Shawn Brackbill/Courtesy of the artist
It has been a great 12 months for space music, but to our ears much of this burgeoning scene doesn’t quite sound spacey.
The Sufjan Stevens-led Planetarium is a modern Holst-ian work, more at home in the concert hall than the Milky Way (and we’d take Gustav’s “Mars” over Sufjan’s).
Ennio Morricone’s newly reissued SPACE: 1999 is free-form jazz that sounds appropriate for a sci-fi horror set in the stars, but it doesn’t conjure up images of the galaxy if you close your eyes and listen.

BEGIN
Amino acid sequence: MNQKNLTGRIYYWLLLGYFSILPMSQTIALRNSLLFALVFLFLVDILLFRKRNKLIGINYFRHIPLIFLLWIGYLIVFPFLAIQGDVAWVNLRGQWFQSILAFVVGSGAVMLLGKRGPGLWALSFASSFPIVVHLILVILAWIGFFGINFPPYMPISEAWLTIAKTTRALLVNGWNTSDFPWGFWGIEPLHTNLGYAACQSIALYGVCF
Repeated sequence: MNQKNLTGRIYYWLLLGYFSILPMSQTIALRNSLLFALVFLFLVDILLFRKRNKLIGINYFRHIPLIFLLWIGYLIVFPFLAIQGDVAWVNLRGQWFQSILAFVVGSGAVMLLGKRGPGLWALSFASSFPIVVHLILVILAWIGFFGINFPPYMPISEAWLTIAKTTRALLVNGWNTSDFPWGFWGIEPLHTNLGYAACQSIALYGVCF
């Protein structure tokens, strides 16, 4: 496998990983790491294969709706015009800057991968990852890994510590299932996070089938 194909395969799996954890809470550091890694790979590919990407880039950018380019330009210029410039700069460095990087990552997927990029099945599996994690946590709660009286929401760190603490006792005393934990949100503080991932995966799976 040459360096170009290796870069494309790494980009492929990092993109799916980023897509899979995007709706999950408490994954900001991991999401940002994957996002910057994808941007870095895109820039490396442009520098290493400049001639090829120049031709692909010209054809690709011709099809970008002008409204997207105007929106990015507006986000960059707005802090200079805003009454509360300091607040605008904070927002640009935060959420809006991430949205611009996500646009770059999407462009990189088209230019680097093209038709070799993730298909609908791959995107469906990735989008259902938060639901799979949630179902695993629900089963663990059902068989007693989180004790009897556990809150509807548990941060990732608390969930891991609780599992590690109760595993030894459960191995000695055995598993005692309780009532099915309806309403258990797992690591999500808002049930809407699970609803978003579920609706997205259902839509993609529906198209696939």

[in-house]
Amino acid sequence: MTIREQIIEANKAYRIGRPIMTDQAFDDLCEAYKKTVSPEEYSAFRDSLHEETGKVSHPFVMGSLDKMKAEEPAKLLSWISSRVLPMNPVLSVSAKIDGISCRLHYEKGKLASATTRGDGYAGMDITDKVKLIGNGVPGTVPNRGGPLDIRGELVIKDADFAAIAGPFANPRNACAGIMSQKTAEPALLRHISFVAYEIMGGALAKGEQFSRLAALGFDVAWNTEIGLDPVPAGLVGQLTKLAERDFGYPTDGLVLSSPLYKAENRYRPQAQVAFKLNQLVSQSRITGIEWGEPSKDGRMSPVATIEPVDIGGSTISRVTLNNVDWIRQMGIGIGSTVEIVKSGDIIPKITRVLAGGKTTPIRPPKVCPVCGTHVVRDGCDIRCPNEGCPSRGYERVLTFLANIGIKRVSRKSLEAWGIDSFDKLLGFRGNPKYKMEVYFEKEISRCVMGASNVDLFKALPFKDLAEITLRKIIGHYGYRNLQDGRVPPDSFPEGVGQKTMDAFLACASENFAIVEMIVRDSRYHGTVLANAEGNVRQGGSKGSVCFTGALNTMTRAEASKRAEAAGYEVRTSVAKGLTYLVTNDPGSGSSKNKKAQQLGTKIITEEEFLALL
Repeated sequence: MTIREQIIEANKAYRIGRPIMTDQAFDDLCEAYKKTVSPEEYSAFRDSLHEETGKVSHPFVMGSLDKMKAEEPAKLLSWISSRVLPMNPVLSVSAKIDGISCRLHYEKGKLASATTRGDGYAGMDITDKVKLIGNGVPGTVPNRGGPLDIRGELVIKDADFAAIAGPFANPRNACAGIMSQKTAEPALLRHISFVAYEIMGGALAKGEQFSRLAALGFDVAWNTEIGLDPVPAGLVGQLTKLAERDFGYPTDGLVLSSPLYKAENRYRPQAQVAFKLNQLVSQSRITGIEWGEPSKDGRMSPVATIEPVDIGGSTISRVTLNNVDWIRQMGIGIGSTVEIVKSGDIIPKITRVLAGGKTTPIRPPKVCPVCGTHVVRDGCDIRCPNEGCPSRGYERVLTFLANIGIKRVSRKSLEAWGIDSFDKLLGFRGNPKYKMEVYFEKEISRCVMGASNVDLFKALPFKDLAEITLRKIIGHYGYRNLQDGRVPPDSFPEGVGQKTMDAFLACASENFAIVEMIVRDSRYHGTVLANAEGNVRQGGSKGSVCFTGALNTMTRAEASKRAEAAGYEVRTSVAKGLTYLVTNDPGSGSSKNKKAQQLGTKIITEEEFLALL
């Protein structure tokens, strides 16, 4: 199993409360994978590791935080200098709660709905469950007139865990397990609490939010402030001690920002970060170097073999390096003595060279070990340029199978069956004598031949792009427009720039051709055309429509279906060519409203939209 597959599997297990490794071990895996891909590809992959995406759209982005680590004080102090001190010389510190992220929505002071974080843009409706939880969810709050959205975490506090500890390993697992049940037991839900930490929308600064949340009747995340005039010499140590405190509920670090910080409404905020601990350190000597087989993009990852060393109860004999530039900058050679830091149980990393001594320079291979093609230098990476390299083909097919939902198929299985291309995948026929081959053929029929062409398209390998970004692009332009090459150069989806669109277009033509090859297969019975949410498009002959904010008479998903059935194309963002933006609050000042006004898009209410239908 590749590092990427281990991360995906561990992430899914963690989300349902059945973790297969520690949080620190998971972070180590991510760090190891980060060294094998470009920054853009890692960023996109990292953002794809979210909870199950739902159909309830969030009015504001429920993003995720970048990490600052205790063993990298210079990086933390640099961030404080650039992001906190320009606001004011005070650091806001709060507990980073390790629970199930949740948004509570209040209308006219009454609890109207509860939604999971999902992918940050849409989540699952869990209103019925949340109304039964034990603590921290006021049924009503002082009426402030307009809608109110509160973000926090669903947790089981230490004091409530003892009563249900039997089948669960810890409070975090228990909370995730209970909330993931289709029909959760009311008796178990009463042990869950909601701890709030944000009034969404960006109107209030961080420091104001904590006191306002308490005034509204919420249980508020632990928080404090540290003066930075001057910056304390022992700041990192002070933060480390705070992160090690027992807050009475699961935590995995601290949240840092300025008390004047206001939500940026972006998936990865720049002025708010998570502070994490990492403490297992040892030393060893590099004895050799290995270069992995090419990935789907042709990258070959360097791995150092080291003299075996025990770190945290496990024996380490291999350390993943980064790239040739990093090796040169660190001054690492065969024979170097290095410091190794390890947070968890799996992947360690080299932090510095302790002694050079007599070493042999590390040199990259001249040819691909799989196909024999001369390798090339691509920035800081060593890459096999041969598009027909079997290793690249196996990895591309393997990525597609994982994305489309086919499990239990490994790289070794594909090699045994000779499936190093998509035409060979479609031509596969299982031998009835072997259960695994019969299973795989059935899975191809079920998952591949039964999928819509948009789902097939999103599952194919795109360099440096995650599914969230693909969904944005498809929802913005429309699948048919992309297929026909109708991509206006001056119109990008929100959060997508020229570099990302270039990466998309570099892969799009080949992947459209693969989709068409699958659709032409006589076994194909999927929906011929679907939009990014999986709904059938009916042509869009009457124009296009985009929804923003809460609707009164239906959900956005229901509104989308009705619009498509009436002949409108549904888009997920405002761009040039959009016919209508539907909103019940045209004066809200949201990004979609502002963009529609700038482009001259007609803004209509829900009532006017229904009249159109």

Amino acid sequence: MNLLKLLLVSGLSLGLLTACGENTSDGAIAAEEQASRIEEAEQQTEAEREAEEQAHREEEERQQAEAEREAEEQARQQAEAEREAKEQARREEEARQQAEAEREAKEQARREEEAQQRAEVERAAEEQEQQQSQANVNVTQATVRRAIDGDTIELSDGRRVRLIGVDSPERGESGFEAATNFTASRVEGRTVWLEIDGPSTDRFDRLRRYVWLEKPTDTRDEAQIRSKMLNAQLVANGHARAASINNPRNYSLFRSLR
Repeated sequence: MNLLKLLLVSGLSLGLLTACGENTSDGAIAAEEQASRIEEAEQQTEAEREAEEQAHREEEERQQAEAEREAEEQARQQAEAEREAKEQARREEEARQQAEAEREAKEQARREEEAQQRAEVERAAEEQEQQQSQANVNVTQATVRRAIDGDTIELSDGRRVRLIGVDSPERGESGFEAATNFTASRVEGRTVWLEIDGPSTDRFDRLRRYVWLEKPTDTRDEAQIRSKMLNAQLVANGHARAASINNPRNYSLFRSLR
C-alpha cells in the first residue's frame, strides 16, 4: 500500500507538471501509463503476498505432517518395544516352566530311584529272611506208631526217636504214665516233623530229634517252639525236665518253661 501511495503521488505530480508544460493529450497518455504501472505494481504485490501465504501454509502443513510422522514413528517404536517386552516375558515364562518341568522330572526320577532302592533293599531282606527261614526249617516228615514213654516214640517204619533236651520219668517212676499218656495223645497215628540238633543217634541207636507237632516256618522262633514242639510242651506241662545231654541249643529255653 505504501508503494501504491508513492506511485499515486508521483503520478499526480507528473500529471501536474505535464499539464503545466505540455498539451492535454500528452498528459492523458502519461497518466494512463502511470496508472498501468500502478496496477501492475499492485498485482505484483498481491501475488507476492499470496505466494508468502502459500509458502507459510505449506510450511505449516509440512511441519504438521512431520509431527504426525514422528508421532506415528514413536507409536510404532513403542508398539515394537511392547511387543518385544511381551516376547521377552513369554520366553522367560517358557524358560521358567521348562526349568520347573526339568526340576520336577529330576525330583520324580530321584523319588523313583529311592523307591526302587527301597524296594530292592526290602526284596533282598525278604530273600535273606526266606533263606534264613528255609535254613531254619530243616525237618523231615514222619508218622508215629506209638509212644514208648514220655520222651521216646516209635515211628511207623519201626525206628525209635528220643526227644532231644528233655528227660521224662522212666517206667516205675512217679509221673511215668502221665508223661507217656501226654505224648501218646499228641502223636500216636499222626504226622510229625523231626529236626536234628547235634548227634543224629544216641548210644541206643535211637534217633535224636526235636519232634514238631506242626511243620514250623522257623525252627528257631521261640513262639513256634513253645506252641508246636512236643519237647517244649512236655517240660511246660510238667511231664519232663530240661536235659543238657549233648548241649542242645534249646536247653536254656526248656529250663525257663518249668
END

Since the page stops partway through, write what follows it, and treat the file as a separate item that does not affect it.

And clipping’s Hugo-nominated Splendor & Misery is already an overlooked artistic masterpiece, but its triumph is in storytelling and not necessarily in being some aural representation of interstellar happenings.
Close your eyes and picture “space,” and many of us likely have similar visions. Yet ask what space sounds like, and there’s no such unified response… at least there wasn’t.
Read 12 remaining paragraphs